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Jboone82590
08/11/2016, 12:46 PM
I didint really know where to pot this at so I figured this was the best place....

I have a 75 gallon tank with a 14 gallon frag tank and a 40b sump.(will have a build thread when I have the time to post it all)
I have a 29 Gallon tank that I am upgrading from this tank and everything in it will be a year old in a few days and I don't really want to get rid of it because its an awesome tank so I'm thinking I'm going to upgrade my pump and make it a display fuge so I need some help.
Good or bad idea??
What kind of plants/algae?
What kind of fish/ livestock? (Have some sweet zoas and palys I'll put in there)
What kind of rock or should I stick with the same rock? ( what about the Gulf view live rock with the algae on it?
What about flow?
And anything else all of you can think of?

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collegereefs
08/11/2016, 01:23 PM
I have a few questions that should allow for more specific responses to your questions.

Will the display fuge be connected to your main tank or a stand alone setup?

Do you want it to be a biotope?

Do you want to keep seagrasses?

Do you want to focus on reducing nutrients or appearance?

Jboone82590
08/11/2016, 03:04 PM
I have a few questions that should allow for more specific responses to your questions.

Will the display fuge be connected to your main tank or a stand alone setup?

Do you want it to be a biotope?

Do you want to keep seagrasses?

Do you want to focus on reducing nutrients or appearance?
Thanks for the reply
Yes it will be connected to the DT and upgrading the pump will do that for me and i don't have anything in mind for the type of plants or animals I want in there.
I would like to help with some nutrients but I am in the process of making an algae scrubber to help with that
Thanks again

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Michael Hoaster
08/11/2016, 06:44 PM
If you are building an algae scrubber for your main display tank, connecting a refugium is redundant. The algae scrubber will out-compete your refugium plants for nutrients. It sounds like you are interested in plants with no other motive, like nutrient uptake, or plankton production for your display. If that's the case, I'd do a stand-alone tank for your plants, so you can tweak conditions to better suit them, rather than a reef display. Or, ditch the algae scrubber and let your display fuge do the nutrient uptake. If you keep your main display nutrient poor, there won't be a lot to feed the plants, so don't expect explosive growth. If your display tends to run higher nutrients than you like, that would be ideal for a planted display fuge.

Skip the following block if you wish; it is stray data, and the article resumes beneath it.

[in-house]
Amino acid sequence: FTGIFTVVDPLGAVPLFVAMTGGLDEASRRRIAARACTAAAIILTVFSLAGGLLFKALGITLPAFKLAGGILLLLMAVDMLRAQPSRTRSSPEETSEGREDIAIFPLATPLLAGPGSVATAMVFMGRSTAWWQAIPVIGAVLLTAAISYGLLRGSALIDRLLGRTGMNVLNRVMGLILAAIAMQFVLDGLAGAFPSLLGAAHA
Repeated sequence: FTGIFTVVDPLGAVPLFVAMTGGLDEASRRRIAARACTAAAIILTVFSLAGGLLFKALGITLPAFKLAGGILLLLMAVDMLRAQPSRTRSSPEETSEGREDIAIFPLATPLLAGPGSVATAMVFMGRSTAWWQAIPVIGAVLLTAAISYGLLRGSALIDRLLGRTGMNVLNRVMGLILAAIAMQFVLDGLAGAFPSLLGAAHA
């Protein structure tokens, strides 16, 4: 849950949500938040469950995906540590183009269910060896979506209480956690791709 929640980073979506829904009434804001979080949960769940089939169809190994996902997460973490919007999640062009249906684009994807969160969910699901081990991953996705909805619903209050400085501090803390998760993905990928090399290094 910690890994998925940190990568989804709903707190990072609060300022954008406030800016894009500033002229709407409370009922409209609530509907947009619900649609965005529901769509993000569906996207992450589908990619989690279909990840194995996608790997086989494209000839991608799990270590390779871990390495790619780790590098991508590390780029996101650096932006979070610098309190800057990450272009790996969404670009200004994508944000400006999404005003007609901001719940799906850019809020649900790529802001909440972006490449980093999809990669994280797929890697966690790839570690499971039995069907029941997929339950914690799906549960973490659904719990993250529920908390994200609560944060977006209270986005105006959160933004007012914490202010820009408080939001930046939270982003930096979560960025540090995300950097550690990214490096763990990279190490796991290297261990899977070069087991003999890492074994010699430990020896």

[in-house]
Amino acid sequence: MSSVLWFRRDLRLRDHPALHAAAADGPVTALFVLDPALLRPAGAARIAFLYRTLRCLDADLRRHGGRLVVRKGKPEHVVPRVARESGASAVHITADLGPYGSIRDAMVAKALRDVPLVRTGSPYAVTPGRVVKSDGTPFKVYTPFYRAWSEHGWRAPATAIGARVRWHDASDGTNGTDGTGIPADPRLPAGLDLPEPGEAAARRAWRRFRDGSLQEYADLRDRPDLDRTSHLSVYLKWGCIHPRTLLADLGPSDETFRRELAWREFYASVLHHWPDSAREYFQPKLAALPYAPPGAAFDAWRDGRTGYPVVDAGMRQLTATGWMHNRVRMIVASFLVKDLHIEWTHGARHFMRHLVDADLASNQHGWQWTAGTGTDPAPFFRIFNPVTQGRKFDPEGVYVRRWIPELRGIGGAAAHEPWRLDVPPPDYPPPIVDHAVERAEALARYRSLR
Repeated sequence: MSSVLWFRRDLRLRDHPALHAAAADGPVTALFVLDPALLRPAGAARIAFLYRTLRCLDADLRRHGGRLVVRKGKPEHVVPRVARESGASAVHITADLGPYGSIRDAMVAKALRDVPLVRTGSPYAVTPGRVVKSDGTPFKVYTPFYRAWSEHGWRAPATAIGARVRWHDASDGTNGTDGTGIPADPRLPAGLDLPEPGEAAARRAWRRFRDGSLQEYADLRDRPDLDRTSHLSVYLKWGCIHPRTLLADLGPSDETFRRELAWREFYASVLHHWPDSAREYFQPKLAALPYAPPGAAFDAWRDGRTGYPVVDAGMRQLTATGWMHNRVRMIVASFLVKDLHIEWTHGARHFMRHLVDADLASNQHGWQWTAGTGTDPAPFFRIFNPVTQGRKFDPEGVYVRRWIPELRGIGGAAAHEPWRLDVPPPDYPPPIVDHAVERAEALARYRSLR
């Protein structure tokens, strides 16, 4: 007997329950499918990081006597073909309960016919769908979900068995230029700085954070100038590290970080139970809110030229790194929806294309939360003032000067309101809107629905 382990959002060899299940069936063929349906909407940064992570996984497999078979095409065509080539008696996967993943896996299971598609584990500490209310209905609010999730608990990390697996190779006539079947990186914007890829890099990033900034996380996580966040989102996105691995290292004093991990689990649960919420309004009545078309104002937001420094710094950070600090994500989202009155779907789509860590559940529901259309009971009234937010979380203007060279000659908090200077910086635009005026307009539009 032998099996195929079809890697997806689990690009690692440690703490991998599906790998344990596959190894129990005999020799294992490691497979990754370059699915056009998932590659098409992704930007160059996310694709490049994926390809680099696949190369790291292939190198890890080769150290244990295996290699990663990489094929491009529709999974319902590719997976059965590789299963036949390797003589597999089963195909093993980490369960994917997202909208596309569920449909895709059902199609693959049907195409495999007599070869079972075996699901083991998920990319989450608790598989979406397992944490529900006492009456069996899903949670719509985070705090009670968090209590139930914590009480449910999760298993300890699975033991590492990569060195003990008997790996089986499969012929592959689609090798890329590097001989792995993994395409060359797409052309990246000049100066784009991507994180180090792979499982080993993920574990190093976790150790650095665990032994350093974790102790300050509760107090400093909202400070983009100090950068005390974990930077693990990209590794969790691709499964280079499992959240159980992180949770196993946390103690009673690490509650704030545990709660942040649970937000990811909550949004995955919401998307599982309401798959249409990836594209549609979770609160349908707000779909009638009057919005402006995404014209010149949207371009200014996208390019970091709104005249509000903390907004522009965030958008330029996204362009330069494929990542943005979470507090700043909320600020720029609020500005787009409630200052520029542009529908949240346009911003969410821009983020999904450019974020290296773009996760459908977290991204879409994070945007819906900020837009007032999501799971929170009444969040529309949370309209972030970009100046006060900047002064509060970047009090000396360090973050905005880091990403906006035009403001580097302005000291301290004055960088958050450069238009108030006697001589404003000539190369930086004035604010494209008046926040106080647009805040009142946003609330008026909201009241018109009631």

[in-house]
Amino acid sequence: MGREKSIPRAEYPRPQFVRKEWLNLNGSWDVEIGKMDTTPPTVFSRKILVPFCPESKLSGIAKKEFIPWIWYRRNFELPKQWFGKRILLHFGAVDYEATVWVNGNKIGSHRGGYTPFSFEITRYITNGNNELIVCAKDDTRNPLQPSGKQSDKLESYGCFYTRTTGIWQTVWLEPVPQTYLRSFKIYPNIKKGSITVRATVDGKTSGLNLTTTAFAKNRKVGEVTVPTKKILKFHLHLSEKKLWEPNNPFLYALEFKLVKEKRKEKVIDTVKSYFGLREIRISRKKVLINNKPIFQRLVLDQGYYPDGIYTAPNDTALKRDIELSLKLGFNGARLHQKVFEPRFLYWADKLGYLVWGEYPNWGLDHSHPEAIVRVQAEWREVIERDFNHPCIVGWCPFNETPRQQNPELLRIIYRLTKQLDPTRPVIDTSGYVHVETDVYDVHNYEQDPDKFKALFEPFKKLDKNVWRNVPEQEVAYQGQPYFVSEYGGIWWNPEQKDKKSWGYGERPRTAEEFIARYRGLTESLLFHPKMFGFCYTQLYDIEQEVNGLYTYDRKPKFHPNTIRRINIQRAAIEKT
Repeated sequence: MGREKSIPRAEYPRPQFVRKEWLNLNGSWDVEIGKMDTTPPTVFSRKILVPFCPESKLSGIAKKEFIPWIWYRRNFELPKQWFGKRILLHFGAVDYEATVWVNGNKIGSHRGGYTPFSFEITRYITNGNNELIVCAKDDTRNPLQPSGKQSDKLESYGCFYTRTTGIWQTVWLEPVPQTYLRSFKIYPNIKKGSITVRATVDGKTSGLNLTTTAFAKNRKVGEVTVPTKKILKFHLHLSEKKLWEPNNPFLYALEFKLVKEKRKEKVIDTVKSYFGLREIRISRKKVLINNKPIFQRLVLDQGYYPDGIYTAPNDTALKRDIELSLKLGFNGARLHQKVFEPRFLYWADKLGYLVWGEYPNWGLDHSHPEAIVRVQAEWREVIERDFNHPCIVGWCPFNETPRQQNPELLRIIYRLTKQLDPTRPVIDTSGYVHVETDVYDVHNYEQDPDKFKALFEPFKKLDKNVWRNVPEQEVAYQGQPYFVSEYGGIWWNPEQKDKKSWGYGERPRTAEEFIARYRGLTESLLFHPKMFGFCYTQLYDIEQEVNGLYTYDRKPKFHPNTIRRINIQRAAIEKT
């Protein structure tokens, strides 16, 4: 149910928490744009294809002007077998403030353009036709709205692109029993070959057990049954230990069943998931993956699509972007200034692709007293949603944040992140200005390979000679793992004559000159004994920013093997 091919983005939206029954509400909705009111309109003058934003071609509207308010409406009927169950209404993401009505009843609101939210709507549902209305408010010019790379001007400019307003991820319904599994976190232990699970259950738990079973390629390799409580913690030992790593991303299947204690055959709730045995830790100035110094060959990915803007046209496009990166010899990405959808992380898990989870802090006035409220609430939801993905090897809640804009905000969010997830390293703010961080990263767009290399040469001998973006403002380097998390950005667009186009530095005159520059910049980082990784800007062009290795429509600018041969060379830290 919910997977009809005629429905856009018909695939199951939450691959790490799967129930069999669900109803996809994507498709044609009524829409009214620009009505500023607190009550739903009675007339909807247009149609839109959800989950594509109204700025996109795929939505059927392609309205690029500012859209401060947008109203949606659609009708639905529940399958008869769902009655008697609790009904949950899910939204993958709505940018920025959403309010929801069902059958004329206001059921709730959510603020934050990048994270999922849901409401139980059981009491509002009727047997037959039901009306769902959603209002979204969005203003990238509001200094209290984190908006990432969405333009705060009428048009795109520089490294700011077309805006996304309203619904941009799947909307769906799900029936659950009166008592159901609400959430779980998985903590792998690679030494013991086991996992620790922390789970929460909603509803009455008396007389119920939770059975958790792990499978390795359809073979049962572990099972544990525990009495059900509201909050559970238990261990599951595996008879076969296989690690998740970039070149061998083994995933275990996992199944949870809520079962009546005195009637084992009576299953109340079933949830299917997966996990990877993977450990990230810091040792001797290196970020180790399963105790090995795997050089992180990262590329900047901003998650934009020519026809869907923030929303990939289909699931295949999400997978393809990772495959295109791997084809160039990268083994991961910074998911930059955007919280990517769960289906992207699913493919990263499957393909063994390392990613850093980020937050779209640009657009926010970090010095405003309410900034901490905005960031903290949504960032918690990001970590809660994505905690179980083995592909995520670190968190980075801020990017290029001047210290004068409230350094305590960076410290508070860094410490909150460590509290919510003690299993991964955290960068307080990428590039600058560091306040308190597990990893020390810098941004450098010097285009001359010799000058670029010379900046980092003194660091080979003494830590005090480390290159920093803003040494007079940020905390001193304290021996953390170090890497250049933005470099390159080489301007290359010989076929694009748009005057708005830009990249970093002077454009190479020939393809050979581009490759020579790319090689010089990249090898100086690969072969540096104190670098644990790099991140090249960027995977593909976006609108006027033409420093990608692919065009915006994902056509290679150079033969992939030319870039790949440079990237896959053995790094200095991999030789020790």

Without any particular plants in mind, check out some sampler packs, like they have at live-plants.com. Try a bunch. See what lives. How about lighting? Bright, daylight colored light is best IMO. You don't need huge water flow, but some is needed. Live rock isn't necessary but you can add some if you like. For live stock, I recommend starting at the bottom of the food web, with live sand, worms, snails and plankton. For fish maybe there's a fish you'd like to have in your display but it's too timid to survive, for example, a yellow head jawfish. Or maybe you'd like to do a goby/pistol shrimp combo. Refugiums are great for fish etcetera that are too wimpy for your display.

Since you don't seem to have a super clear vision yet, do some studying and see what direction it takes you. Good luck!

jraker
08/11/2016, 07:58 PM
+1 to what Michael said. You have the choice of the algae scrubber or the dusplay fuge, both of them won't work out well. The ATS will outcompete the refugium for nutrients, meaning that plant life would die.

As far as livestock, the samplers at Gulf Coast Ecosystems (http://live-plants.com/) provide lots of diversity in macroalgae. If you are looking for tons of diversity, you could order some live rock at Gulf Live Rock (http://www.gulfliverock.com/) or TBS (http://www.tampabaysaltwater.com/). You don't have to though, I personally started out with dry rock on my tank. ISPF (http://www.ipsf.com/) offers some amazing packages of worms and small critters that add lots of biodiversity and functionality to a tank.

Jboone82590
08/11/2016, 10:12 PM
I think I'm going to do the display fuge and not the algae scrubber because that never even crossed my mind that they would be hurting each other I'm very glad I posted this here and i really want the display fuge for pod reproduction and just because it gives me a reason to keep this tank and not git rid of it.
The tank is over a year old now so it has quite a bit of bugs and critters in it already I will get more tho so it is more divers.
I really love planted tanks I had a 75 gallon planted tank that I had to take down because it was just getting to be to much and the 75 gallon reef tank won lol but I still have a 20l I'm setting up and I have a 29 Gallon planted tank that's still running now.
I have a fluval marine light not the 2.0 but the one before that with the little switch on the side. Will that be good enough light cuz it grew my coral like crazy from montis to zoas and shrooms.
I think I'm going to keep the LR to save a little money and just get a few macro and micro packs from a few places.
What could I use for the flow I have 3 power heads in the 29 right now do I need to keep them or can I just use the flow from the pump?

http://uploads.tapatalk-cdn.com/20160811/c7c7479eb73d4d7524f8eab1408002be.jpg

http://uploads.tapatalk-cdn.com/20160811/940d7d3f7f700673a8d509053ef6390b.jpg

There fist is a pic of the 29 and the second is the 75 sorry it's 11 pm here and i don't have any recent FTS of them.

I'm going to rescape the rocks in the 29 and get it to be able to take flow better so I don't have to worry about behind the rock like I do now I have a power head back there.

I might go a little less on the rocks so I have more room for the plants is that a good idea?

Thank you both for taking the time to help me out with this I really appreciate it a lot..... [emoji1]

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Michael Hoaster
08/11/2016, 10:53 PM